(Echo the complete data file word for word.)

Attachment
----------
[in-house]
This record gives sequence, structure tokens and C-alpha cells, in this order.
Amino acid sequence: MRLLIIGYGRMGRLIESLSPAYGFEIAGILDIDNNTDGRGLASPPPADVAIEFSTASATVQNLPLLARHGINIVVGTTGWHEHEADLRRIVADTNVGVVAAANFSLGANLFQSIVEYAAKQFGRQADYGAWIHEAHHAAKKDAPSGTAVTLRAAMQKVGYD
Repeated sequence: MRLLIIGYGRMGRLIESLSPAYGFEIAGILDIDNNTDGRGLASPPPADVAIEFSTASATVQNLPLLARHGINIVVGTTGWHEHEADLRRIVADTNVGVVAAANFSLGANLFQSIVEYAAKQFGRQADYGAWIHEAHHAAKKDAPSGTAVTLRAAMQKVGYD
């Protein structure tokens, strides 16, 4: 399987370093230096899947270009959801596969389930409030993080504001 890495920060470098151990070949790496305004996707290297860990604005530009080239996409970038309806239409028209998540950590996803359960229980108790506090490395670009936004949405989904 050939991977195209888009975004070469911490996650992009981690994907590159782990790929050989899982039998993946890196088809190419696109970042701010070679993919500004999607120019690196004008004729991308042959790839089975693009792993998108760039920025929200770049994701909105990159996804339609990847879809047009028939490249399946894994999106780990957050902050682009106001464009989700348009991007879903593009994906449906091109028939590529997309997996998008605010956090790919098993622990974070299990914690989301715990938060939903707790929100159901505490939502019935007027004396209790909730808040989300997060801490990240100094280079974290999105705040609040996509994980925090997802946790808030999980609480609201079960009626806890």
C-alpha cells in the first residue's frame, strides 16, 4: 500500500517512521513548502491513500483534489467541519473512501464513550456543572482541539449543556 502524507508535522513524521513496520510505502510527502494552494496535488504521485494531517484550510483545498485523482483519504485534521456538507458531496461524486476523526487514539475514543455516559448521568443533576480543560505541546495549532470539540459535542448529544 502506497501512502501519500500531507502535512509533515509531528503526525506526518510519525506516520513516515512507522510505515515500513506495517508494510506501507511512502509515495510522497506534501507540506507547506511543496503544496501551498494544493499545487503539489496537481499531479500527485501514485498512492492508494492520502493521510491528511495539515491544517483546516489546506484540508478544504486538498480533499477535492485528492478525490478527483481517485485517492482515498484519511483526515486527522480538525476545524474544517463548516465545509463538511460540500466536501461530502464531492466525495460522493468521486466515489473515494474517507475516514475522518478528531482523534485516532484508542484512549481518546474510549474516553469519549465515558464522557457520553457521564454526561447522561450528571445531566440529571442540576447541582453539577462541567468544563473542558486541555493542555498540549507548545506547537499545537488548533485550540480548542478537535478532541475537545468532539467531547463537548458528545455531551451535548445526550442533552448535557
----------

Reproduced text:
[in-house]
This record gives sequence, structure tokens and C-alpha cells, in this order.
Amino acid sequence: MRLLIIGYGRMGRLIESLSPAYGFEIAGILDIDNNTDGRGLASPPPADVAIEFSTASATVQNLPLLARHGINIVVGTTGWHEHEADLRRIVADTNVGVVAAANFSLGANLFQSIVEYAAKQFGRQADYGAWIHEAHHAAKKDAPSGTAVTLRAAMQKVGYD
Repeated sequence: MRLLIIGYGRMGRLIESLSPAYGFEIAGILDIDNNTDGRGLASPPPADVAIEFSTASATVQNLPLLARHGINIVVGTTGWHEHEADLRRIVADTNVGVVAAANFSLGANLFQSIVEYAAKQFGRQADYGAWIHEAHHAAKKDAPSGTAVTLRAAMQKVGYD
């Protein structure tokens, strides 16, 4: 399987370093230096899947270009959801596969389930409030993080504001 890495920060470098151990070949790496305004996707290297860990604005530009080239996409970038309806239409028209998540950590996803359960229980108790506090490395670009936004949405989904 050939991977195209888009975004070469911490996650992009981690994907590159782990790929050989899982039998993946890196088809190419696109970042701010070679993919500004999607120019690196004008004729991308042959790839089975693009792993998108760039920025929200770049994701909105990159996804339609990847879809047009028939490249399946894994999106780990957050902050682009106001464009989700348009991007879903593009994906449906091109028939590529997309997996998008605010956090790919098993622990974070299990914690989301715990938060939903707790929100159901505490939502019935007027004396209790909730808040989300997060801490990240100094280079974290999105705040609040996509994980925090997802946790808030999980609480609201079960009626806890």
C-alpha cells in the first residue's frame, strides 16, 4: 500500500517512521513548502491513500483534489467541519473512501464513550456543572482541539449543556 502524507508535522513524521513496520510505502510527502494552494496535488504521485494531517484550510483545498485523482483519504485534521456538507458531496461524486476523526487514539475514543455516559448521568443533576480543560505541546495549532470539540459535542448529544 502506497501512502501519500500531507502535512509533515509531528503526525506526518510519525506516520513516515512507522510505515515500513506495517508494510506501507511512502509515495510522497506534501507540506507547506511543496503544496501551498494544493499545487503539489496537481499531479500527485501514485498512492492508494492520502493521510491528511495539515491544517483546516489546506484540508478544504486538498480533499477535492485528492478525490478527483481517485485517492482515498484519511483526515486527522480538525476545524474544517463548516465545509463538511460540500466536501461530502464531492466525495460522493468521486466515489473515494474517507475516514475522518478528531482523534485516532484508542484512549481518546474510549474516553469519549465515558464522557457520553457521564454526561447522561450528571445531566440529571442540576447541582453539577462541567468544563473542558486541555493542555498540549507548545506547537499545537488548533485550540480548542478537535478532541475537545468532539467531547463537548458528545455531551451535548445526550442533552448535557